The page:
Distribution & Marketing: For its sewing machine business, the company has a pan-India network of 25 company operated stores and ~550 dealers across the country. These dealers are retail dealers who sell the sewing machines directly to end customer. The Canteen Stores Department, popularly known as the CSD channel contributes ~5% of annual sales. The company has a strong foothold in South India, where 40% of dealers and 57% of company stores are located. Singer India is slowly looking to expand in the west and north India through a combination of company stores and retail dealers. Once the company is out of the BIFR, it can increase its advertising spends to create awareness.
Training and after sales service plays a crucial role in customer satisfaction and retention. Every dealer of Singer India is capable of imparting basic training on the usage of sewing machines while the company has a strong pan-India after sales service team which can resolve most customer issues very fast.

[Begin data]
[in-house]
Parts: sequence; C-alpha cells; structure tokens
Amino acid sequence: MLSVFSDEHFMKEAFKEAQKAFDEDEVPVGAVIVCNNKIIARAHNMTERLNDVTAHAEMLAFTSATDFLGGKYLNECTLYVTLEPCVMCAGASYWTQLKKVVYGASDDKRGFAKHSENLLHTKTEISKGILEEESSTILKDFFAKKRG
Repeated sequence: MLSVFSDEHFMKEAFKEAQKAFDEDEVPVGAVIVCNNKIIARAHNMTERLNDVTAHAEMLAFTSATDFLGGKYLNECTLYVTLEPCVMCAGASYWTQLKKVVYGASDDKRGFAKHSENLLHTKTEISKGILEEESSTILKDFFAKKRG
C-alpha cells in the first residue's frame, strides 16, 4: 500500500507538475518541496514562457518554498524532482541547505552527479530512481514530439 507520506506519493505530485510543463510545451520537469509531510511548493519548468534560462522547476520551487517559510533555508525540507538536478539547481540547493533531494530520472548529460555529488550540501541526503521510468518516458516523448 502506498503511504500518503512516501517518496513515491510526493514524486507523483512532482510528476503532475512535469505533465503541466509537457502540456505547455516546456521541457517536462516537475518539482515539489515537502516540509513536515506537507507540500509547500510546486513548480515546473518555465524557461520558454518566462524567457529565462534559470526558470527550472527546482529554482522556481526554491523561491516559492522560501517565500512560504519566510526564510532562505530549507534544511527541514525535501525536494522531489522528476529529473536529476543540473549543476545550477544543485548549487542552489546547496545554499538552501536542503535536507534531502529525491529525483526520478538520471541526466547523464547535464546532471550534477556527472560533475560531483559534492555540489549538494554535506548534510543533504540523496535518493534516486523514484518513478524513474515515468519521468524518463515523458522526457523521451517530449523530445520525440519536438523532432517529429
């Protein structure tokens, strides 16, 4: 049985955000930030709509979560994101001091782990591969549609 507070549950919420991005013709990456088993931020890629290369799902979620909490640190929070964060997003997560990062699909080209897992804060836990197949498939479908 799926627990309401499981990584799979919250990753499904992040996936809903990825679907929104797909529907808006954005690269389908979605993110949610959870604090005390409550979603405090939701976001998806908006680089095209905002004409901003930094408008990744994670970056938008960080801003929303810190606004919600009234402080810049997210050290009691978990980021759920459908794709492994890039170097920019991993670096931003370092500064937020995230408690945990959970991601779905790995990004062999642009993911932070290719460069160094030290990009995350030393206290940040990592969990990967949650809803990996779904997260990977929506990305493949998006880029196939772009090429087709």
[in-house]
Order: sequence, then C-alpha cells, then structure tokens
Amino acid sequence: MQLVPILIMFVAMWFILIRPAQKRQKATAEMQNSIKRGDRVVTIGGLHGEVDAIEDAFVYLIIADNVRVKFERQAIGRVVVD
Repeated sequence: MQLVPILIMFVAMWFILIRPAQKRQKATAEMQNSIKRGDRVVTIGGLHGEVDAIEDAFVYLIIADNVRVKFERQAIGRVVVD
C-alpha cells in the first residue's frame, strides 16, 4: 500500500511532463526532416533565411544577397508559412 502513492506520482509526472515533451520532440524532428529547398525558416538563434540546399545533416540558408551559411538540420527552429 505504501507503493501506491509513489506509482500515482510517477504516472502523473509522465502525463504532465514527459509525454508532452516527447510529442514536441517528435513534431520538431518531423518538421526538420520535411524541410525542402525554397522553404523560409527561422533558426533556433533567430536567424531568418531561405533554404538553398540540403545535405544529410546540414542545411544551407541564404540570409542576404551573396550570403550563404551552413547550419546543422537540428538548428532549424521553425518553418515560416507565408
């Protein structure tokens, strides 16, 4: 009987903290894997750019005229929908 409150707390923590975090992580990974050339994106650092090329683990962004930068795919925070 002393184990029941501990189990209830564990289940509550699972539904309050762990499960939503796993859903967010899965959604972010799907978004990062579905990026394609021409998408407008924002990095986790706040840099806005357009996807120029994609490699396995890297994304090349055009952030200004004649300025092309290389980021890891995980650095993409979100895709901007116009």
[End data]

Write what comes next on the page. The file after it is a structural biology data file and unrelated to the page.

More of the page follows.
Manufacturing & Sourcing: The company completely outsources the production of its sewing machines and kitchen appliances. For its straight stitch sewing machines, it has vendors in Ludhiana while zig-zag machines are made through exclusive dealers in China. Singer India has a quality control team that ensures international delivery standards by these vendors. The company has a large manufacturing facility in Jammu which is non operational since the labour issues witnessed in 2005. The manufacturing facility has the capacity to serve the entire local demand as well as export to Singer Asia’s subsidiaries in Pakistan, Nepal, Sri Lanka, Taiwan and Malaysia. The Company’s top priority is to re-start its manufacturing facility and tide over the twin issues of low margins and supply side bottlenecks.